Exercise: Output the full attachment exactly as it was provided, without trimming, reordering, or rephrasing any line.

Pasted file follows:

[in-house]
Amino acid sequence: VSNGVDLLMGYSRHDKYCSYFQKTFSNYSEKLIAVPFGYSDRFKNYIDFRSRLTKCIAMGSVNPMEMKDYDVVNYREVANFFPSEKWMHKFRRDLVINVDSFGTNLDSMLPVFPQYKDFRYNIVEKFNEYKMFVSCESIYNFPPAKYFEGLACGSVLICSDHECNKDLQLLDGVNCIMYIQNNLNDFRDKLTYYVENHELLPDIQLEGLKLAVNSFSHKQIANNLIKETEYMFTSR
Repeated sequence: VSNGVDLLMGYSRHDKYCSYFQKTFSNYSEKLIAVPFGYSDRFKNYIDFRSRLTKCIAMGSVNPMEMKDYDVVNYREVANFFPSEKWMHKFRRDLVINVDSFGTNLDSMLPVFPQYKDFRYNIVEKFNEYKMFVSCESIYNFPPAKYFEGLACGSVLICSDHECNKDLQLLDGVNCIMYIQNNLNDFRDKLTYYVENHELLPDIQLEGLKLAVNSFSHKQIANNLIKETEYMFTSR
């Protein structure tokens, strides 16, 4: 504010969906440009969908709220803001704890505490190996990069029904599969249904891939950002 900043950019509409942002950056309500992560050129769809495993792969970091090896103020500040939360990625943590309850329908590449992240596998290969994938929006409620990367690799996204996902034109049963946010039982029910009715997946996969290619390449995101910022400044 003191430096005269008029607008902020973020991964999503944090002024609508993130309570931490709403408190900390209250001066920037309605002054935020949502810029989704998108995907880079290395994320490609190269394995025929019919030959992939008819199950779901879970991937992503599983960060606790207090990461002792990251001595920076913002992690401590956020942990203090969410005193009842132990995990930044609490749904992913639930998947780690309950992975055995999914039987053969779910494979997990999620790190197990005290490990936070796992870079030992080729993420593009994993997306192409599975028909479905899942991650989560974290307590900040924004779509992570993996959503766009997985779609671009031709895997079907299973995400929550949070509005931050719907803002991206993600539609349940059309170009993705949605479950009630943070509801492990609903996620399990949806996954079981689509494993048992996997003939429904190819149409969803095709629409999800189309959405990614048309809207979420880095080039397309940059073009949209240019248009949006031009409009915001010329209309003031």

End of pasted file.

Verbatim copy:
[in-house]
Amino acid sequence: VSNGVDLLMGYSRHDKYCSYFQKTFSNYSEKLIAVPFGYSDRFKNYIDFRSRLTKCIAMGSVNPMEMKDYDVVNYREVANFFPSEKWMHKFRRDLVINVDSFGTNLDSMLPVFPQYKDFRYNIVEKFNEYKMFVSCESIYNFPPAKYFEGLACGSVLICSDHECNKDLQLLDGVNCIMYIQNNLNDFRDKLTYYVENHELLPDIQLEGLKLAVNSFSHKQIANNLIKETEYMFTSR
Repeated sequence: VSNGVDLLMGYSRHDKYCSYFQKTFSNYSEKLIAVPFGYSDRFKNYIDFRSRLTKCIAMGSVNPMEMKDYDVVNYREVANFFPSEKWMHKFRRDLVINVDSFGTNLDSMLPVFPQYKDFRYNIVEKFNEYKMFVSCESIYNFPPAKYFEGLACGSVLICSDHECNKDLQLLDGVNCIMYIQNNLNDFRDKLTYYVENHELLPDIQLEGLKLAVNSFSHKQIANNLIKETEYMFTSR
């Protein structure tokens, strides 16, 4: 504010969906440009969908709220803001704890505490190996990069029904599969249904891939950002 900043950019509409942002950056309500992560050129769809495993792969970091090896103020500040939360990625943590309850329908590449992240596998290969994938929006409620990367690799996204996902034109049963946010039982029910009715997946996969290619390449995101910022400044 003191430096005269008029607008902020973020991964999503944090002024609508993130309570931490709403408190900390209250001066920037309605002054935020949502810029989704998108995907880079290395994320490609190269394995025929019919030959992939008819199950779901879970991937992503599983960060606790207090990461002792990251001595920076913002992690401590956020942990203090969410005193009842132990995990930044609490749904992913639930998947780690309950992975055995999914039987053969779910494979997990999620790190197990005290490990936070796992870079030992080729993420593009994993997306192409599975028909479905899942991650989560974290307590900040924004779509992570993996959503766009997985779609671009031709895997079907299973995400929550949070509005931050719907803002991206993600539609349940059309170009993705949605479950009630943070509801492990609903996620399990949806996954079981689509494993048992996997003939429904190819149409969803095709629409999800189309959405990614048309809207979420880095080039397309940059073009949209240019248009949006031009409009915001010329209309003031």